An airstrike in Ethiopia’s Tigre region killed 56 people and injured 30, including children, at a camp for displaced people, two aid workers told Reuters on Saturday, citing local officials and eyewitness accounts.
Military spokesman Colonel Garnett Adane and government spokesman Legacy Tulu did not immediately respond to requests for comment. The government has previously denied targeting civilians in a 14-month conflict with rebel Baghayan forces.
The strike occurred late Friday in the city of Dedebit, northwest of the region near the border with Eritrea, said aid workers, who asked not to be named because they are not authorized to speak to the media.
Earlier on Friday, the government freed several opposition leaders from prison and said it would initiate talks with political opponents to promote reconciliation.
Both aid workers said local officials had confirmed the death toll. Aid workers sent to Reuters photos they said had taken of the wounded, including several children, at the hospital.
One of the aid workers, who visited the Shire Suhul General Hospital, where the injured were brought for treatment, said the camp hosts many old women and children.
The aid worker said, “They told me the bombs had come at midnight. It was completely dark, and they could not escape.”
Ethiopian federal troops go to war with rebel Tigreyan forces in November 2020. Since the start of the war, Reuters has reported atrocities by all sides, which the fighting parties have denied.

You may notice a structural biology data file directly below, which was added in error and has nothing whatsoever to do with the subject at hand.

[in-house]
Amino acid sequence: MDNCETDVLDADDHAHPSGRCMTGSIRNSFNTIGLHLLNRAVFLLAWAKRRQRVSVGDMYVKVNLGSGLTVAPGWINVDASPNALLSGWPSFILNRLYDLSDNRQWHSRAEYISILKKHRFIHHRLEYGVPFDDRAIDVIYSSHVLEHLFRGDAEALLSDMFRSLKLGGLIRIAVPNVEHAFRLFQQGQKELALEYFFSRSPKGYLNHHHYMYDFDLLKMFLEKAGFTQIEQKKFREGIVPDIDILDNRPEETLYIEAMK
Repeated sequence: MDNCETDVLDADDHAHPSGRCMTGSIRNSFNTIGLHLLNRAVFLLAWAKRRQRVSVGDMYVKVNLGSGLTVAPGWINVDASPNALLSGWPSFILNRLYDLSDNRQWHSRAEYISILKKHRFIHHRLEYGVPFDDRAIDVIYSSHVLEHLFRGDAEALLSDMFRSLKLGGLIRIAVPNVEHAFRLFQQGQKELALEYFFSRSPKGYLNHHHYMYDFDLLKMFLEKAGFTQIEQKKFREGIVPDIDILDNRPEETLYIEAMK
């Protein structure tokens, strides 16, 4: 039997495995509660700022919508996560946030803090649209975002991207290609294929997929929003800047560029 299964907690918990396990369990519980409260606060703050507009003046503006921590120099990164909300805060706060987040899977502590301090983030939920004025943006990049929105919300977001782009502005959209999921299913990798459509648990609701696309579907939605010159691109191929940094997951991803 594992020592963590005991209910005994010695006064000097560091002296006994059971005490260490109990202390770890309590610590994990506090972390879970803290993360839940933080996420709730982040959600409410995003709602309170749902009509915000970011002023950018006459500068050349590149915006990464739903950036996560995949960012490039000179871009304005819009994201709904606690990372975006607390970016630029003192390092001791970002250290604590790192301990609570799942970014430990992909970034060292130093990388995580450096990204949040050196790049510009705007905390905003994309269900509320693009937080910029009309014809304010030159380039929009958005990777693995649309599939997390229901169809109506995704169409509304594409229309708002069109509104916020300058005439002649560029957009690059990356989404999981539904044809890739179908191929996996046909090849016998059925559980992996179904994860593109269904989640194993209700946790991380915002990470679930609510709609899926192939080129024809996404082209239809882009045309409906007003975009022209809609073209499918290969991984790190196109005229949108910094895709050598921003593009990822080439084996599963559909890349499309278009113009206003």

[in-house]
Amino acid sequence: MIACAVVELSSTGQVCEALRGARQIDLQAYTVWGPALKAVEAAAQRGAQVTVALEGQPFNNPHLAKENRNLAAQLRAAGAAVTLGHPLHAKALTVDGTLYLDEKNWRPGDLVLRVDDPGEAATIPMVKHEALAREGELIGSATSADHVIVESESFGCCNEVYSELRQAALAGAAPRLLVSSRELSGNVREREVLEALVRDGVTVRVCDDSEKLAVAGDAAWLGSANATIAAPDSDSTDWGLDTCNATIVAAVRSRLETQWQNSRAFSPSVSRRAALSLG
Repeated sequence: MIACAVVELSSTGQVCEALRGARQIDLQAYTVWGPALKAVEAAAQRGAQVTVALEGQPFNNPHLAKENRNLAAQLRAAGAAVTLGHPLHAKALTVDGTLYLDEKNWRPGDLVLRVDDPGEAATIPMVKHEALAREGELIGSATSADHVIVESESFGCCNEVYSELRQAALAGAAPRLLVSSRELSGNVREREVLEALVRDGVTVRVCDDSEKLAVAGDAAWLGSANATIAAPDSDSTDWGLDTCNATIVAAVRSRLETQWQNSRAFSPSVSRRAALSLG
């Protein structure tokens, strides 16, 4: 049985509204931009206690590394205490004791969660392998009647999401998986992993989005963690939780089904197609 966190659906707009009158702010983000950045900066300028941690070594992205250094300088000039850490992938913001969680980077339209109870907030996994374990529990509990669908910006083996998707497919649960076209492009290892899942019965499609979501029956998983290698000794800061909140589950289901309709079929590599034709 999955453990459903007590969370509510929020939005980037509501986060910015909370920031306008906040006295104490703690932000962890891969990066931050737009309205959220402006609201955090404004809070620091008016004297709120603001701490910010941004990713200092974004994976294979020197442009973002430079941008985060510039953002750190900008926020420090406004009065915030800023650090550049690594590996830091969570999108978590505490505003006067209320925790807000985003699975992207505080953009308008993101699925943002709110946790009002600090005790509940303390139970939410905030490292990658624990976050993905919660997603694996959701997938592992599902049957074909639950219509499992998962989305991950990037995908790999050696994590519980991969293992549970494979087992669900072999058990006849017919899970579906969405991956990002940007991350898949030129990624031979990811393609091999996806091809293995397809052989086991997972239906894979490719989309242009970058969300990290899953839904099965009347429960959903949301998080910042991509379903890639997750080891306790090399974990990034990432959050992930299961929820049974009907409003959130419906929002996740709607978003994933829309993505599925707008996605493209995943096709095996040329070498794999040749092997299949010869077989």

One of the injured in Friday’s strike, 75-year-old Asifa Gebrehavoria, burst into tears remembering the death of her friend, one of the aid workers said. He was being treated for injuries to his left leg and hand.
Fighting had forced Asifa out of her home and now airstrikes had destroyed the camp, where even though she was facing hunger, she at least had shelter, she told the aid worker. He had arrived at a camp for displaced people from the border town of Humera.
At least 146 people have been killed and 213 injured in airstrikes in Tigre since October 18, before the latest attack, according to a document prepared by aid agencies and shared with Reuters this week.
In Friday’s reconciliation move, the government freed opposition leaders from several ethnic groups. They included some leaders of the Tigre People’s Liberation Front (TPLF), the party that fought Prime Minister Abiy Ahmed’s central government.
The TPLF cast doubt on Abiy’s call for national reconciliation.
TPLF spokesman Getachev Reda tweeted Friday: “His routine of refusing medicine to homeless children and sending drones targeting civilians is contrary to his self-righteous claims.”
The TPLF accuses federal officials of imposing aid blockades in the region, leading to hunger and shortages of essentials like fuel and medicines. The government refuses to block the passage of the aid convoy.